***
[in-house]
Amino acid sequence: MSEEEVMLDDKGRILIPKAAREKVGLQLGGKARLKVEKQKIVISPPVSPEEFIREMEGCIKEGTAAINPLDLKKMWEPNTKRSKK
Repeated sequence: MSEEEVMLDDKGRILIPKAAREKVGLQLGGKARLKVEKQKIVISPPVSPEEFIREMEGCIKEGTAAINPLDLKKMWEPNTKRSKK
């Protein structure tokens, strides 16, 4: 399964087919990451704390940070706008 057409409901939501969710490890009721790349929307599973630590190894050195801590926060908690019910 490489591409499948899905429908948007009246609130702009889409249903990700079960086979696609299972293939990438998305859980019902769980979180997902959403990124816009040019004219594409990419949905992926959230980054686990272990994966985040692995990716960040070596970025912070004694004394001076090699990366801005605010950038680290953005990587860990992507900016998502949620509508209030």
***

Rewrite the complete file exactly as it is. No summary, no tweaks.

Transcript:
[in-house]
Amino acid sequence: MSEEEVMLDDKGRILIPKAAREKVGLQLGGKARLKVEKQKIVISPPVSPEEFIREMEGCIKEGTAAINPLDLKKMWEPNTKRSKK
Repeated sequence: MSEEEVMLDDKGRILIPKAAREKVGLQLGGKARLKVEKQKIVISPPVSPEEFIREMEGCIKEGTAAINPLDLKKMWEPNTKRSKK
């Protein structure tokens, strides 16, 4: 399964087919990451704390940070706008 057409409901939501969710490890009721790349929307599973630590190894050195801590926060908690019910 490489591409499948899905429908948007009246609130702009889409249903990700079960086979696609299972293939990438998305859980019902769980979180997902959403990124816009040019004219594409990419949905992926959230980054686990272990994966985040692995990716960040070596970025912070004694004394001076090699990366801005605010950038680290953005990587860990992507900016998502949620509508209030």